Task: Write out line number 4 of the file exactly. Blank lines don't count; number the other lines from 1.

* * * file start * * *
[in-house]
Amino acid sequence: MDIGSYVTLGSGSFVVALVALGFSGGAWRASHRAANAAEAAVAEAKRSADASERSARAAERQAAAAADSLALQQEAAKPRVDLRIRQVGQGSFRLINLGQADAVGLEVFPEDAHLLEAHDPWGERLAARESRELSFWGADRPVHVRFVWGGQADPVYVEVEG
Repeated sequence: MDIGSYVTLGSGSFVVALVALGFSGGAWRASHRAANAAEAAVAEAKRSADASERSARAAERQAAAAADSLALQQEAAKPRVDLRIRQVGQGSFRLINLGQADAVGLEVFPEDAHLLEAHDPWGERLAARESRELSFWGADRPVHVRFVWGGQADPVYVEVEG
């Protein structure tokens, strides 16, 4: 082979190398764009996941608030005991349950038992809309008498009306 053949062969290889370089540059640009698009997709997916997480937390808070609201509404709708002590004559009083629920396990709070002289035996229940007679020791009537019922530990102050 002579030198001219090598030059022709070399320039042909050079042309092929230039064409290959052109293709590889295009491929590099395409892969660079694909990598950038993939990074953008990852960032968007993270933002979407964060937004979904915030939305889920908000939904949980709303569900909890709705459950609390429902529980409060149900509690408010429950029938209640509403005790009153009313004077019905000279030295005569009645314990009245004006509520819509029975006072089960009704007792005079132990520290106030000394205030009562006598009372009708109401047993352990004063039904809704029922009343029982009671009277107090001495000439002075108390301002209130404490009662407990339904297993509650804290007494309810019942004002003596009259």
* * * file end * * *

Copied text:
């Protein structure tokens, strides 16, 4: 082979190398764009996941608030005991349950038992809309008498009306 053949062969290889370089540059640009698009997709997916997480937390808070609201509404709708002590004559009083629920396990709070002289035996229940007679020791009537019922530990102050 002579030198001219090598030059022709070399320039042909050079042309092929230039064409290959052109293709590889295009491929590099395409892969660079694909990598950038993939990074953008990852960032968007993270933002979407964060937004979904915030939305889920908000939904949980709303569900909890709705459950609390429902529980409060149900509690408010429950029938209640509403005790009153009313004077019905000279030295005569009645314990009245004006509520819509029975006072089960009704007792005079132990520290106030000394205030009562006598009372009708109401047993352990004063039904809704029922009343029982009671009277107090001495000439002075108390301002209130404490009662407990339904297993509650804290007494309810019942004002003596009259």